Hurricane season pushes mortgage delinquencies higher

by Steve Randall10 Jan 2018
Early-stage mortgage delinquencies increased due to the impact of 2017’s hurricane season.

CoreLogic’s Loan Performance Insights Report reveals that overall mortgage delinquencies for October 2017 were down 0.1 percentage points to 5.1% compared to a year earlier.

Loans in early-stage delinquency (30-59 days) increased by 0.1 percentage points year-over-year to 2.3%. But the rate was down 0.1 percentage points from the previous month’s rise.

“The temporary rise in September’s early-stage delinquencies reflected the impact of the hurricanes in Texas, Florida and Puerto Rico, but now the impact from the hurricanes is fading from a national perspective,” said Dr. Frank Nothaft, chief economist for CoreLogic. “While the national impact is waning, the local impact remains.”

Nothaft noted that there were increases to an average 5% in Florida markets including Miami, Orlando, Tampa, Naples and Cape Coral.

Cost of hurricanes will last many years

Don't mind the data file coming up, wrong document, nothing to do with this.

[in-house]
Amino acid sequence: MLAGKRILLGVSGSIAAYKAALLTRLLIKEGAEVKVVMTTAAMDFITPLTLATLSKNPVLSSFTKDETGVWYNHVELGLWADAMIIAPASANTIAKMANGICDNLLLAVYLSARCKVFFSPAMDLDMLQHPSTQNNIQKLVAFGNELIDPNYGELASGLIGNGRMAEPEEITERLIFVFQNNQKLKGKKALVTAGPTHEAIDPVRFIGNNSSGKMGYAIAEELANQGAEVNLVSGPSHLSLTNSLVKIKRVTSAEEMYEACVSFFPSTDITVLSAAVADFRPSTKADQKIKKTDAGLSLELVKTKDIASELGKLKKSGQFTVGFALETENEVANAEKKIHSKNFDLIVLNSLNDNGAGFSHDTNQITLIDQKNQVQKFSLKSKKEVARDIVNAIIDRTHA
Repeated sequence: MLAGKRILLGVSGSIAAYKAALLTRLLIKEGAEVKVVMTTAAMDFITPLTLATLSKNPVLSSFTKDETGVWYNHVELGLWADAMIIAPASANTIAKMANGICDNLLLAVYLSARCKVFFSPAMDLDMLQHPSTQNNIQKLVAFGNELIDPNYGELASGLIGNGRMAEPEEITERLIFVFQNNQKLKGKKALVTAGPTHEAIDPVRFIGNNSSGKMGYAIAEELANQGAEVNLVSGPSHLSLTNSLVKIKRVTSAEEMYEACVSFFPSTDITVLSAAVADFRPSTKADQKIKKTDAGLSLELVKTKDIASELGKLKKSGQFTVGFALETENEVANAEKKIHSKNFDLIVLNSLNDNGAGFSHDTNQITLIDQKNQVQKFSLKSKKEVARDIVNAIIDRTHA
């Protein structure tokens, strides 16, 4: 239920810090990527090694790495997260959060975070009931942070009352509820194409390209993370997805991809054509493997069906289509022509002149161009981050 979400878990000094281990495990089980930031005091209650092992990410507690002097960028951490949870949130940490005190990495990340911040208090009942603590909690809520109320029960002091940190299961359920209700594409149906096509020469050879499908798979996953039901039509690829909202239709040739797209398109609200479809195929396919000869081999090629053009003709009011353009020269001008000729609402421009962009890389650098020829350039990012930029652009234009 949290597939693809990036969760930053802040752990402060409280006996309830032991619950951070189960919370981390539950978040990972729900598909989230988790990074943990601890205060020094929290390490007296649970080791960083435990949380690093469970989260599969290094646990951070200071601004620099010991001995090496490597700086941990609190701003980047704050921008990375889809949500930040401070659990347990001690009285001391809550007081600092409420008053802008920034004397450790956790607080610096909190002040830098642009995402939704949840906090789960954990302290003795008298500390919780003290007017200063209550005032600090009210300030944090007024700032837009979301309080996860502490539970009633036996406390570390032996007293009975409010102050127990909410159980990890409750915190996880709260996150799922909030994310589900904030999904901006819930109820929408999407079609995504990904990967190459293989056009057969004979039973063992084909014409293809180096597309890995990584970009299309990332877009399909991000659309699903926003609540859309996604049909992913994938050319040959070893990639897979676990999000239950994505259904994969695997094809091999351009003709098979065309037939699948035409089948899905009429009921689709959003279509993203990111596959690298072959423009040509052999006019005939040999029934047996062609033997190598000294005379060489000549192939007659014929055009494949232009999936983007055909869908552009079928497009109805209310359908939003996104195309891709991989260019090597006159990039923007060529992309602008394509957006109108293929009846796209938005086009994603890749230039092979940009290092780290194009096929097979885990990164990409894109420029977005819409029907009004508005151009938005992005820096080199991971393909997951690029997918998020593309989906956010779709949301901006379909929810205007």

CoreLogic president and CEO Frank Martell added that the human cost of the hurricanes will continue for years to come, highlighting that the impact of Hurricane Katrina is still evident in New Orleans today.

“The reconstruction of the housing stock and infrastructure impacted by the storms should provide a small stimulus to local economies. This rebuilding will occur against a backdrop of wage growth, consumer confidence and spending in the national economy which should continue to provide a solid foundation for real estate demand in the storm-impacted areas and beyond.”

Foreclosure inventory remains at 10-year low
The national foreclosure inventory rate, which measures the share of mortgages in some stage of the foreclosure process, was 0.%, down 0.2 percentage points from October 2016. The rate has remained steady since August and is the lowest level since June 2007 when it was also at 0.6%.

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